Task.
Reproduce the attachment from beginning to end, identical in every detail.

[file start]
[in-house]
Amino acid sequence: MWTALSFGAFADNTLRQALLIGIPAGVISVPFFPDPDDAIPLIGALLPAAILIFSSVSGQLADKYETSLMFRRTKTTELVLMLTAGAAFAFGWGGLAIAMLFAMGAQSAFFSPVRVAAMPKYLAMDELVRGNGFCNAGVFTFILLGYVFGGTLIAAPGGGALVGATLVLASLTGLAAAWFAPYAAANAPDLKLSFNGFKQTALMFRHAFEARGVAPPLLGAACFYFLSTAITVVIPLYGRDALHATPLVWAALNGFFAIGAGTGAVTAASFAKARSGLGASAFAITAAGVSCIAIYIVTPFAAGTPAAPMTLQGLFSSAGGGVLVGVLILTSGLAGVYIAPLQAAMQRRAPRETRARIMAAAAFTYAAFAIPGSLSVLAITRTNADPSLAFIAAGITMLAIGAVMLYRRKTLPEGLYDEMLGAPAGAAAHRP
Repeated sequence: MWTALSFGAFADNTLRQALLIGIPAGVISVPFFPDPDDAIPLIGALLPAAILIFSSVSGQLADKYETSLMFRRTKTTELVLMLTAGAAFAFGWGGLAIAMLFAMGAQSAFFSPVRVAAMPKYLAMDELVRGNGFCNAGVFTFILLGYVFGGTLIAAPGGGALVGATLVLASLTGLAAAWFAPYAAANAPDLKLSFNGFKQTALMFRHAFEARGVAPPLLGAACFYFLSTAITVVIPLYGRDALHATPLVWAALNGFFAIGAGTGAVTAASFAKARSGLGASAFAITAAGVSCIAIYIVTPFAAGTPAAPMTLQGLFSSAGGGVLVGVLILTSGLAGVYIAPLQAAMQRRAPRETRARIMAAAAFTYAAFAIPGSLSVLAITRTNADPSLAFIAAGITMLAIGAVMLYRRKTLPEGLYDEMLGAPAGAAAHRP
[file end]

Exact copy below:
[in-house]
Amino acid sequence: MWTALSFGAFADNTLRQALLIGIPAGVISVPFFPDPDDAIPLIGALLPAAILIFSSVSGQLADKYETSLMFRRTKTTELVLMLTAGAAFAFGWGGLAIAMLFAMGAQSAFFSPVRVAAMPKYLAMDELVRGNGFCNAGVFTFILLGYVFGGTLIAAPGGGALVGATLVLASLTGLAAAWFAPYAAANAPDLKLSFNGFKQTALMFRHAFEARGVAPPLLGAACFYFLSTAITVVIPLYGRDALHATPLVWAALNGFFAIGAGTGAVTAASFAKARSGLGASAFAITAAGVSCIAIYIVTPFAAGTPAAPMTLQGLFSSAGGGVLVGVLILTSGLAGVYIAPLQAAMQRRAPRETRARIMAAAAFTYAAFAIPGSLSVLAITRTNADPSLAFIAAGITMLAIGAVMLYRRKTLPEGLYDEMLGAPAGAAAHRP
Repeated sequence: MWTALSFGAFADNTLRQALLIGIPAGVISVPFFPDPDDAIPLIGALLPAAILIFSSVSGQLADKYETSLMFRRTKTTELVLMLTAGAAFAFGWGGLAIAMLFAMGAQSAFFSPVRVAAMPKYLAMDELVRGNGFCNAGVFTFILLGYVFGGTLIAAPGGGALVGATLVLASLTGLAAAWFAPYAAANAPDLKLSFNGFKQTALMFRHAFEARGVAPPLLGAACFYFLSTAITVVIPLYGRDALHATPLVWAALNGFFAIGAGTGAVTAASFAKARSGLGASAFAITAAGVSCIAIYIVTPFAAGTPAAPMTLQGLFSSAGGGVLVGVLILTSGLAGVYIAPLQAAMQRRAPRETRARIMAAAAFTYAAFAIPGSLSVLAITRTNADPSLAFIAAGITMLAIGAVMLYRRKTLPEGLYDEMLGAPAGAAAHRP